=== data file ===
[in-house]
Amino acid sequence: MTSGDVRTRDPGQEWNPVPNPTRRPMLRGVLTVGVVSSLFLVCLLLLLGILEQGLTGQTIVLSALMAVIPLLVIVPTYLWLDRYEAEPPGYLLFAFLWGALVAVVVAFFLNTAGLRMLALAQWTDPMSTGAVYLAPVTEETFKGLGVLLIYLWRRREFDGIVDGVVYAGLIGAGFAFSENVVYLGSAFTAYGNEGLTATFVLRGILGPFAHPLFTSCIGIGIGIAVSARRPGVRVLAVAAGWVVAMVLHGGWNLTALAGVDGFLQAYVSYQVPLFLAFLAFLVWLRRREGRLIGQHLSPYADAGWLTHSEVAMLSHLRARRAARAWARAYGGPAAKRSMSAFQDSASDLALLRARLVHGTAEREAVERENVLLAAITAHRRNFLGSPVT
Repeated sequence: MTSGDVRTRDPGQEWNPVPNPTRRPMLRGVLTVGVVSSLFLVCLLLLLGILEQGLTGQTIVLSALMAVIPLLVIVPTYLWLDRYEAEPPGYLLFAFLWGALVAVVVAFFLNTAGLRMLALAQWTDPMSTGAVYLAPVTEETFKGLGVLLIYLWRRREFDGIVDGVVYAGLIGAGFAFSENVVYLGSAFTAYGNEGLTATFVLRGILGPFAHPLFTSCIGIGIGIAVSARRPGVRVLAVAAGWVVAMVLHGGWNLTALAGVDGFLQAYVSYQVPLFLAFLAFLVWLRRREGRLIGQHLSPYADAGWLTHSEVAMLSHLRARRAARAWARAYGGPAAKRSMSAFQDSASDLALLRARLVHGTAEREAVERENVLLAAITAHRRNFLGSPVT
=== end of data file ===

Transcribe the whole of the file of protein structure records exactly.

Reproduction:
[in-house]
Amino acid sequence: MTSGDVRTRDPGQEWNPVPNPTRRPMLRGVLTVGVVSSLFLVCLLLLLGILEQGLTGQTIVLSALMAVIPLLVIVPTYLWLDRYEAEPPGYLLFAFLWGALVAVVVAFFLNTAGLRMLALAQWTDPMSTGAVYLAPVTEETFKGLGVLLIYLWRRREFDGIVDGVVYAGLIGAGFAFSENVVYLGSAFTAYGNEGLTATFVLRGILGPFAHPLFTSCIGIGIGIAVSARRPGVRVLAVAAGWVVAMVLHGGWNLTALAGVDGFLQAYVSYQVPLFLAFLAFLVWLRRREGRLIGQHLSPYADAGWLTHSEVAMLSHLRARRAARAWARAYGGPAAKRSMSAFQDSASDLALLRARLVHGTAEREAVERENVLLAAITAHRRNFLGSPVT
Repeated sequence: MTSGDVRTRDPGQEWNPVPNPTRRPMLRGVLTVGVVSSLFLVCLLLLLGILEQGLTGQTIVLSALMAVIPLLVIVPTYLWLDRYEAEPPGYLLFAFLWGALVAVVVAFFLNTAGLRMLALAQWTDPMSTGAVYLAPVTEETFKGLGVLLIYLWRRREFDGIVDGVVYAGLIGAGFAFSENVVYLGSAFTAYGNEGLTATFVLRGILGPFAHPLFTSCIGIGIGIAVSARRPGVRVLAVAAGWVVAMVLHGGWNLTALAGVDGFLQAYVSYQVPLFLAFLAFLVWLRRREGRLIGQHLSPYADAGWLTHSEVAMLSHLRARRAARAWARAYGGPAAKRSMSAFQDSASDLALLRARLVHGTAEREAVERENVLLAAITAHRRNFLGSPVT